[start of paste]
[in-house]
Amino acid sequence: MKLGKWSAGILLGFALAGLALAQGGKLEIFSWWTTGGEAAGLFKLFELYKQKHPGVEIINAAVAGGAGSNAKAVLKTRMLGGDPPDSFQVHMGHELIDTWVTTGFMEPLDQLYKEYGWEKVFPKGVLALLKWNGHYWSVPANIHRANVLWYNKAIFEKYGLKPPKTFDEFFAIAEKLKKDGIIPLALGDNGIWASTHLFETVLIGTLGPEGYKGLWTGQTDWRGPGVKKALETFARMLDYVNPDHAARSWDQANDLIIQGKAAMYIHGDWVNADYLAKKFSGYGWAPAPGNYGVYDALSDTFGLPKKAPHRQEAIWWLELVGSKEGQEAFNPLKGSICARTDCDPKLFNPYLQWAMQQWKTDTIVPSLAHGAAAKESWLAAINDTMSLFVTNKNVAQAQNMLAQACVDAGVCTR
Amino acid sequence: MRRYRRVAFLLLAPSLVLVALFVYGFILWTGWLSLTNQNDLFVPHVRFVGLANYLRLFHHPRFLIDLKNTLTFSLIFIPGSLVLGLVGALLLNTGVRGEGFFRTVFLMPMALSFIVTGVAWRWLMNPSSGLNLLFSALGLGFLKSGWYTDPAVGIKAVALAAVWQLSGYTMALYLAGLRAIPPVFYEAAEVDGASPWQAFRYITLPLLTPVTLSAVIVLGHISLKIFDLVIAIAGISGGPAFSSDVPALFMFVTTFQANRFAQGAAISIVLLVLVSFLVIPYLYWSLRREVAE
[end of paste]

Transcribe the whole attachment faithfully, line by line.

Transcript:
[in-house]
Amino acid sequence: MKLGKWSAGILLGFALAGLALAQGGKLEIFSWWTTGGEAAGLFKLFELYKQKHPGVEIINAAVAGGAGSNAKAVLKTRMLGGDPPDSFQVHMGHELIDTWVTTGFMEPLDQLYKEYGWEKVFPKGVLALLKWNGHYWSVPANIHRANVLWYNKAIFEKYGLKPPKTFDEFFAIAEKLKKDGIIPLALGDNGIWASTHLFETVLIGTLGPEGYKGLWTGQTDWRGPGVKKALETFARMLDYVNPDHAARSWDQANDLIIQGKAAMYIHGDWVNADYLAKKFSGYGWAPAPGNYGVYDALSDTFGLPKKAPHRQEAIWWLELVGSKEGQEAFNPLKGSICARTDCDPKLFNPYLQWAMQQWKTDTIVPSLAHGAAAKESWLAAINDTMSLFVTNKNVAQAQNMLAQACVDAGVCTR
Amino acid sequence: MRRYRRVAFLLLAPSLVLVALFVYGFILWTGWLSLTNQNDLFVPHVRFVGLANYLRLFHHPRFLIDLKNTLTFSLIFIPGSLVLGLVGALLLNTGVRGEGFFRTVFLMPMALSFIVTGVAWRWLMNPSSGLNLLFSALGLGFLKSGWYTDPAVGIKAVALAAVWQLSGYTMALYLAGLRAIPPVFYEAAEVDGASPWQAFRYITLPLLTPVTLSAVIVLGHISLKIFDLVIAIAGISGGPAFSSDVPALFMFVTTFQANRFAQGAAISIVLLVLVSFLVIPYLYWSLRREVAE